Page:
• Anything else relevant

Make a list of default software, themes, and plugins for each project stack

You’ll also need a list of default software, themes, and plugins for each project stack. This list should include software you use regularly. You might also want to create additional lists for specific types of websites.

For your list, include names and links to the extensions and software you want to use.

We’ve provided some categories below that you can use as a starting point for your freelance client or agency project stacks. Keep them in mind when learning how to clone a website.

Example: Default website stack

For a default web stack, you’ll need design and layout tools (including a page builder or framework), a theme, and a child theme (if applicable).

You should also include relevant SEO, security, analytics, and privacy/GDPR tools or plugins alongside social media sharing tools and any other marketing tools or plugins you like.

The classic WordPress editor (if you aren’t using Gutenberg) is a must as well.

Example: eCommerce website stack

If you’re building an online store, your website stack will be a bit different than your default. In addition to a standard design and layout, builder, and theme, you also need a shopping cart and checkout system, payment processing, and a way to handle merchandise.

You should also have dedicated page templates or products, services, and shipping, as well as general store management and marketing tools.

Example: Membership project stack

When building a membership website, you need to have all the basics of a default website as well as a membership platform, a way to manage user roles, and content restriction capabilities.

Email sign-up or subscription integration, lead forms, and full eCommerce integration is generally recommended as well. And if you’re building an online course, a learning management system or LMS should be on the list, too.

Example: Image-heavy project stack

If you anticipate your website will have a lot of images, then you need to account for that in your project stack.

Ensure you equip your default website setup with gallery tools, robust caching, lazy loading, and image optimization for improved website speeds. You may also want to include sliders, thumbnail editors, and watermarking tools.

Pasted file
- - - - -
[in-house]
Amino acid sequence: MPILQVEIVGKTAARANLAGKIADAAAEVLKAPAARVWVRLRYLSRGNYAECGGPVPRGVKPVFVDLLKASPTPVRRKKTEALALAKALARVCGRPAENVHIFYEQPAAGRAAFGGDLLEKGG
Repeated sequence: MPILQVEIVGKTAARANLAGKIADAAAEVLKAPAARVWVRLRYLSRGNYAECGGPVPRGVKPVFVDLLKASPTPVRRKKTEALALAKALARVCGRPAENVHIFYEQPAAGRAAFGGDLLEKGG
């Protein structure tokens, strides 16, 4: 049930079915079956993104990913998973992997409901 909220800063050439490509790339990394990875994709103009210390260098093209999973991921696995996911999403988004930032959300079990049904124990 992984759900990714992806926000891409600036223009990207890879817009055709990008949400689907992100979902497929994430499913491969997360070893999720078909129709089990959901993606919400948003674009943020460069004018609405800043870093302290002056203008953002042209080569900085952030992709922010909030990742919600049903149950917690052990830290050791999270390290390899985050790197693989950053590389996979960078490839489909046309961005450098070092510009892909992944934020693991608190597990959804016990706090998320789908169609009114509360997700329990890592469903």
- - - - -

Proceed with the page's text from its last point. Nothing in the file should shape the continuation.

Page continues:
Once you’ve installed all of the necessary plugins, decide if you’re going to set them up now or if you’ll set them up individually after you’ve cloned your starter website.

It’s mostly a matter of personal preference but keep in mind that some plugins, like WooCommerce, may need to be set up again on a cloned site.

If you’re using any premium plugins, you could get a license mismatch after you proceed with learning how to clone a website. So, you might want to install but not activate and set up those plugins.

How to maintain your web stack

Once you’ve created your project stack, you’ll need to maintain it until you need to clone it. This includes keeping all software up to date to avoid vulnerabilities.

The last thing you want to do is clone a project stack with malware or outdated software and waste time cleaning it up.

Periodically review your project stack lists and add or remove anything necessary. For example, your favorite plugin might stop working or is no longer maintained. In that case, you’ll need to find a suitable replacement.

You might discover new plugins or extensions that should be added to your project stack to make your workflow even more efficient.

Make this task a regular part of your routine, and you’ll have a robust and up-to-date project stack that you can easily clone for each new project for every client you acquire.

Final thoughts: How-to guide for creating a web stack or website blueprint

Creating a blueprint website doesn’t have to be complicated. Before you embark on creating a project stack, you’ll need to:

  • Decide where you’ll save your project stacks
  • Plan and organize your project stacks by use case
  • Make a list of your preferred software and plugins that you use on every website

Once you’ve made a plan, you can then follow the steps to create your reusable project stacks.

And with our tips on how to clone a website, it’s easy to get started with your website blueprint.